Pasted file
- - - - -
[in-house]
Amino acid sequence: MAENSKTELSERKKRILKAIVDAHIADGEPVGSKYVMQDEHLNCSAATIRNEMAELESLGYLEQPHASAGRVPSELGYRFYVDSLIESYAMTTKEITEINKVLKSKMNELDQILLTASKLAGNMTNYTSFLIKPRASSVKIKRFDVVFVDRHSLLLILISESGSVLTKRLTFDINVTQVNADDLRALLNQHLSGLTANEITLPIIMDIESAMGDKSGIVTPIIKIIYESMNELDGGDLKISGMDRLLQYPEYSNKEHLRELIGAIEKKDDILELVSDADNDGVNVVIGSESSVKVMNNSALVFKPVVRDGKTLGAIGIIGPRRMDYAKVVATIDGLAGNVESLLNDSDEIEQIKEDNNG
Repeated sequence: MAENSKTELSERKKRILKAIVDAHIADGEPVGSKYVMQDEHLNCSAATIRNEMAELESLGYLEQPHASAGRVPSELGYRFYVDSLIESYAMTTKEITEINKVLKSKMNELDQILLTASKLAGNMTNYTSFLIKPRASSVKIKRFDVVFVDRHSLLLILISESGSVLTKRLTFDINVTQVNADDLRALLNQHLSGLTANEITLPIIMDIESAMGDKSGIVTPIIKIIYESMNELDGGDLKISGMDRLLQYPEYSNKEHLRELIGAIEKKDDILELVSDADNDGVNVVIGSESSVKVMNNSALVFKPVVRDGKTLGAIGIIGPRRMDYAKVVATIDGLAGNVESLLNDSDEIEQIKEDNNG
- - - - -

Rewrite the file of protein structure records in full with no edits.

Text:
[in-house]
Amino acid sequence: MAENSKTELSERKKRILKAIVDAHIADGEPVGSKYVMQDEHLNCSAATIRNEMAELESLGYLEQPHASAGRVPSELGYRFYVDSLIESYAMTTKEITEINKVLKSKMNELDQILLTASKLAGNMTNYTSFLIKPRASSVKIKRFDVVFVDRHSLLLILISESGSVLTKRLTFDINVTQVNADDLRALLNQHLSGLTANEITLPIIMDIESAMGDKSGIVTPIIKIIYESMNELDGGDLKISGMDRLLQYPEYSNKEHLRELIGAIEKKDDILELVSDADNDGVNVVIGSESSVKVMNNSALVFKPVVRDGKTLGAIGIIGPRRMDYAKVVATIDGLAGNVESLLNDSDEIEQIKEDNNG
Repeated sequence: MAENSKTELSERKKRILKAIVDAHIADGEPVGSKYVMQDEHLNCSAATIRNEMAELESLGYLEQPHASAGRVPSELGYRFYVDSLIESYAMTTKEITEINKVLKSKMNELDQILLTASKLAGNMTNYTSFLIKPRASSVKIKRFDVVFVDRHSLLLILISESGSVLTKRLTFDINVTQVNADDLRALLNQHLSGLTANEITLPIIMDIESAMGDKSGIVTPIIKIIYESMNELDGGDLKISGMDRLLQYPEYSNKEHLRELIGAIEKKDDILELVSDADNDGVNVVIGSESSVKVMNNSALVFKPVVRDGKTLGAIGIIGPRRMDYAKVVATIDGLAGNVESLLNDSDEIEQIKEDNNG